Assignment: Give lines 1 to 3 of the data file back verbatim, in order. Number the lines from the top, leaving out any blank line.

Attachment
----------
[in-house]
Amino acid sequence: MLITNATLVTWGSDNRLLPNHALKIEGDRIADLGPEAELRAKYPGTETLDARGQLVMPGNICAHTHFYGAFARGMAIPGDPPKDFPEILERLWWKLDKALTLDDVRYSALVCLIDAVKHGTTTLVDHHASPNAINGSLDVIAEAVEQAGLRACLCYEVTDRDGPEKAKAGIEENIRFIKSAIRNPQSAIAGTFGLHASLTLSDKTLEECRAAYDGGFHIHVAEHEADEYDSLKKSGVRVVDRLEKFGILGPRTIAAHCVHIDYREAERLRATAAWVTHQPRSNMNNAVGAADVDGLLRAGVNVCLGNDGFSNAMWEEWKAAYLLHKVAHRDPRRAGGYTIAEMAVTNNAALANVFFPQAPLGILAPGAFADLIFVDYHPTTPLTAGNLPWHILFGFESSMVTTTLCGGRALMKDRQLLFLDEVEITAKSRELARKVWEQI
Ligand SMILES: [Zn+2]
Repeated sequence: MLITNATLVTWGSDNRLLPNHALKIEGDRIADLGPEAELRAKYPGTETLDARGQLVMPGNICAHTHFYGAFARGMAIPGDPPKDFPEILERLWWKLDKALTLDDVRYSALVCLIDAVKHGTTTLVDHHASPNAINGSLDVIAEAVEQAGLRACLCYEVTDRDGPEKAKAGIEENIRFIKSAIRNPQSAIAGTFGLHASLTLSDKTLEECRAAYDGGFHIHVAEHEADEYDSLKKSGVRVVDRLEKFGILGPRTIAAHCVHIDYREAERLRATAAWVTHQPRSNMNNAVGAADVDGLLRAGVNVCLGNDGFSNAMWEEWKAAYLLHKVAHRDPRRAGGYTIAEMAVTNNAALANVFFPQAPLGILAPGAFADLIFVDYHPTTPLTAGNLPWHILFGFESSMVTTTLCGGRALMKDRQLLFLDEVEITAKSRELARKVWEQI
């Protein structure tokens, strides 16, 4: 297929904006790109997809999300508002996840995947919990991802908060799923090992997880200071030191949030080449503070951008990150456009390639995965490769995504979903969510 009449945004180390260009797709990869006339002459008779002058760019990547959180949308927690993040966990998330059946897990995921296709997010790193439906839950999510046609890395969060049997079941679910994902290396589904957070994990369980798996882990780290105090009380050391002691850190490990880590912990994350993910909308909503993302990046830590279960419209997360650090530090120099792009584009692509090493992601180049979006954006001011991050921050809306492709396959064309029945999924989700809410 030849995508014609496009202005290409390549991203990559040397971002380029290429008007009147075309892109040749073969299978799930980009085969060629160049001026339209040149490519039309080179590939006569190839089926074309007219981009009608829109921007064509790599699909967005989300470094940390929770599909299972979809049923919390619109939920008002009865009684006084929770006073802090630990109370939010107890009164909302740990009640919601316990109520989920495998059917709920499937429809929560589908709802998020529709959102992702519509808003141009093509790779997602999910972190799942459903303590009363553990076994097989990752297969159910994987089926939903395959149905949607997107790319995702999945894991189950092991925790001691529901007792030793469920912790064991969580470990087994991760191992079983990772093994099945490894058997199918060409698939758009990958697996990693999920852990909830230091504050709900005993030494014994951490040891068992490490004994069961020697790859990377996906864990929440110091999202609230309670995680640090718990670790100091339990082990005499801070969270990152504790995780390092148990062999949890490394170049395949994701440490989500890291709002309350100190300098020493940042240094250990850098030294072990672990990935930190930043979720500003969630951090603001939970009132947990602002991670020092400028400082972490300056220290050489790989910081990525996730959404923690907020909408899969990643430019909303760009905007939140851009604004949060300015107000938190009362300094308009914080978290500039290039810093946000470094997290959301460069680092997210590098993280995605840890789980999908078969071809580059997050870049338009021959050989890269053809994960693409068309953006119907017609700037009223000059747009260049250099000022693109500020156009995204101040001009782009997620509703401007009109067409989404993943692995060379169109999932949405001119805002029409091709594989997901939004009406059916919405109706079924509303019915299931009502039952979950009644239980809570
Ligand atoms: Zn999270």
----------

[in-house]
Amino acid sequence: MLITNATLVTWGSDNRLLPNHALKIEGDRIADLGPEAELRAKYPGTETLDARGQLVMPGNICAHTHFYGAFARGMAIPGDPPKDFPEILERLWWKLDKALTLDDVRYSALVCLIDAVKHGTTTLVDHHASPNAINGSLDVIAEAVEQAGLRACLCYEVTDRDGPEKAKAGIEENIRFIKSAIRNPQSAIAGTFGLHASLTLSDKTLEECRAAYDGGFHIHVAEHEADEYDSLKKSGVRVVDRLEKFGILGPRTIAAHCVHIDYREAERLRATAAWVTHQPRSNMNNAVGAADVDGLLRAGVNVCLGNDGFSNAMWEEWKAAYLLHKVAHRDPRRAGGYTIAEMAVTNNAALANVFFPQAPLGILAPGAFADLIFVDYHPTTPLTAGNLPWHILFGFESSMVTTTLCGGRALMKDRQLLFLDEVEITAKSRELARKVWEQI
Ligand SMILES: [Zn+2]